The inequality is \begin{equation*} \sum_{k=1}^{2d}\left(1\frac{1}{2d+2k}\right)\frac{d^k}{k!}>e^d\left(1\frac{1}{d}\right) \end{equation*} for all integer $d\geq 1$. I use computer to verify it for $d\leq 50$, and find it is true, but I can't prove it. Thanks for your answer.

3$\begingroup$ Would you like to give us some background and motivation, as per mathoverflow.net/howtoask... $\endgroup$ – David Roberts Jun 7 '13 at 3:55

3$\begingroup$ @Andres: I think the solution at SE is incorrect. $\endgroup$ – GH from MO Jun 7 '13 at 5:13

10$\begingroup$ @domotorp Why don’t you think it is research level? He did some research and got stuck at some ugly inequality. Not everybody is like Ramanujan and the inequality is definitely nontrivial. $\endgroup$ – The User Jun 7 '13 at 14:47

10$\begingroup$ I cast the final vote to reopen. The question is wellposed, not hopeless, and I cannot do it in 10 minutes, so, I guess, it can stay if not based on definitions, then based on precedents. $\endgroup$ – fedja Jun 7 '13 at 17:00

5$\begingroup$ I just slogged through the Stirling's formula, EulerMaclaurin approach and I got that the sum is $e^d (11/d+O(1/d^2)$ (in other words, inconclusive), after a ton of cancellation which required, among other things, knowing the $1/(12 n)$ term in Stirling's formula. I take this as evidence that this inequality is very tight, and probably not easy to prove by. $\endgroup$ – David E Speyer Jun 7 '13 at 17:17
[Edited mostly to fix a typo noted by David Speyer]
The following analysis simplifies and completes the "routine but somewhat unpleasant" task of recovering the actual inequality from the asymptotic analysis.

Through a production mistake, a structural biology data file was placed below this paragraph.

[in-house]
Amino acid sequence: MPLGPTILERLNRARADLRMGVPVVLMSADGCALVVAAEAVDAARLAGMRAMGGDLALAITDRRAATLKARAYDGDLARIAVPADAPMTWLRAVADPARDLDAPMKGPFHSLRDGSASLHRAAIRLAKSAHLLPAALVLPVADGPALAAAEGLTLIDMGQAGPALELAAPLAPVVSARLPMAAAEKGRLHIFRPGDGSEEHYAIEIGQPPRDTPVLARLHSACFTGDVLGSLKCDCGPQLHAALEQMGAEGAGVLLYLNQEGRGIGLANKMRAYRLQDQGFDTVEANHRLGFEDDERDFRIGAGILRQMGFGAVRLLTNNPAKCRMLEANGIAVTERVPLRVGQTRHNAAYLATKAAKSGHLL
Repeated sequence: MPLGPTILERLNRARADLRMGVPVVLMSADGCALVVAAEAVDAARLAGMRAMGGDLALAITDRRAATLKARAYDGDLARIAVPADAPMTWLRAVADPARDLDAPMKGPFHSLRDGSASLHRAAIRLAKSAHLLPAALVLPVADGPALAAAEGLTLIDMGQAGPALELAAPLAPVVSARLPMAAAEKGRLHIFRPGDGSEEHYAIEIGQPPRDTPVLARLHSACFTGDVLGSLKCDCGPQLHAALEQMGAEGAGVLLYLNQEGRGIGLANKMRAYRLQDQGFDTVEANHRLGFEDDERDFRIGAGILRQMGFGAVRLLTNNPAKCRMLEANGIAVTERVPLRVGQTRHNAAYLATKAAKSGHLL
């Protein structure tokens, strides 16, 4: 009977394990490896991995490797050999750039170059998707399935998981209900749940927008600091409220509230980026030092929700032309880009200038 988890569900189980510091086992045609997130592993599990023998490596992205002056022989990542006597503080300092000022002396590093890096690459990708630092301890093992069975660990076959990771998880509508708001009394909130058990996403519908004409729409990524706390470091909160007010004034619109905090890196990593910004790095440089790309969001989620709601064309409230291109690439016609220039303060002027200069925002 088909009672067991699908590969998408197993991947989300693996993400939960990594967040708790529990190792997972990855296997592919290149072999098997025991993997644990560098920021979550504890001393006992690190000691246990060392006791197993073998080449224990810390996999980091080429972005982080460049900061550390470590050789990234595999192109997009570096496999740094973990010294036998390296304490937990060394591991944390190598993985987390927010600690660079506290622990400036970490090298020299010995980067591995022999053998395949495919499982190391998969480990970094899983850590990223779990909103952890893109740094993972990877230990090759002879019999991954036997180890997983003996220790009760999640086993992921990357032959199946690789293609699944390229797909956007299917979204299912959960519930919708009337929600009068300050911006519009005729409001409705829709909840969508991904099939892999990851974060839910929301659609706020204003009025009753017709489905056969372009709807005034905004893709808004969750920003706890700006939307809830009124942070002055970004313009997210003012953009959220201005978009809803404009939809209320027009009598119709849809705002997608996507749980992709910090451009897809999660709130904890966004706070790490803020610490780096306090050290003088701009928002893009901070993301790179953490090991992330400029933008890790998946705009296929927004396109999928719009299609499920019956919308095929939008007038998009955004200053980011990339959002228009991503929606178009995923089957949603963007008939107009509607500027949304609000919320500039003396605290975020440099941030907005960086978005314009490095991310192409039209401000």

The idea is that once we've obtained the asymptotic expansion $$ \sum_{k=1}^{2d} \left( 1  \frac1{2d+2k} \right) \frac{d^k}{k!} \sim e^d \left( 1  \frac1{d} + \frac1{d^2}  \frac2{d^3} \cdots \right) $$ by expanding $1  1/(2d+2k)$ in a power series about $k=d$, we should be able to replace $1  1/(2d+2k)$ by something smaller that can be summed exactly and is close enough that the result is within a small enough multiple of $e^d$ to maintain the desired inequality.
Because it takes about $2m$ terms of the power series in $k$ to get within $O(1/d^m)$, I had to match the power series to within $O(kd)^6$. Let $$ A_6(k) = \frac{d+1}{d+2}  \frac{kd}{(d+2)^2}  \frac{(kd)^2}{(d+2)^3}  \frac{(kd)^3}{(d+2)^4}  \frac{(kd)^4}{(d+2)^5}  \frac{(kd)^5}{(d+2)^6}  \frac{(kd)^6}{2(d+2)^6}, $$ so the final term has denominator $2(d+2)^6$ instead of $(d+2)^7$. Then $$ 1  \frac1{2d+2k} = A_6(k) + \frac{(kd)^6(2dk)}{2(d+2)^6(2d+2k)} \geq A_6(k) $$ for all $k \leq 2d$. Hence $$ \sum_{k=1}^{2d} \left( 1  \frac1{2d+2k} \right) \frac{d^k}{k!} > \sum_{k=1}^{2d} A_6(k) \frac{d^k}{k!}. $$ On the other hand, since $A_6(k)$ is a polynomial in $k$, the power series $\sum_{k=0}^\infty A_6(k) d^k/k!$ is elementary (see my earlier answer for the explanation; David Speyer implicitly used this too in the calculation "with the aid of Mathematica"). I find $$ \sum_{k=0}^\infty A_6(k) \frac{d^k}{k!} = \frac{2d^6 + 22d^5 + 98d^4 + 102d^3 + 229d^2 + 193d + 64}{2(d+2)^6} e^d $$ $$ = \left( 1  \frac1d + \frac{2d^5 + 5d^4 + 69d^3 + 289d^2 + 320d + 128}{2d(d+2)^6} \right) \cdot e^d > \left(1  \frac1d\right) e^d. $$ We're not quite finished, because we need a lower bound on $\sum_{k=1}^{2d} A_6(k) d^k/k!$, not $\sum_{k=0}^\infty$. However, once $d$ is at all large the terms with $k=0$ and $k>2d$ are negligible compared with our lower bound $$ \sum_{k=0}^\infty A_6(k) d^k/k!  \left(1  \frac1d\right) e^d \geq \frac{2d^5 + 5d^4 + 69d^3 + 289d^2 + 320d + 128}{2d(d+2)^6} e^d > \frac{d^4}{(d+2)^6} e^d. $$ Indeed the $k=0$ term is less than $1$, and for $k>2d$ we have $A_6(k) < A_6(2d) = 1/2$ while $d^k/k!$ is exponentially smaller than $e^d$: $$ \sum_{k=2d+1}^\infty \frac{d^k}{k!} < 2^{2d} \sum_{k=2d+1}^\infty \frac{(2d)^k}{k!} < 2^{2d} \sum_{k=0}^\infty \frac{(2d)^k}{k!} = (e/2)^{2d}. $$ So we're done once $$ 1 + \frac12 \left(\frac{e}{2}\right)^{2d} < \frac{d^4}{(d+2)^6} e^d, $$ which happens once $d \geq 14$. Since the desired inequality has already been verified numerically up to $d=50$, we're done. QED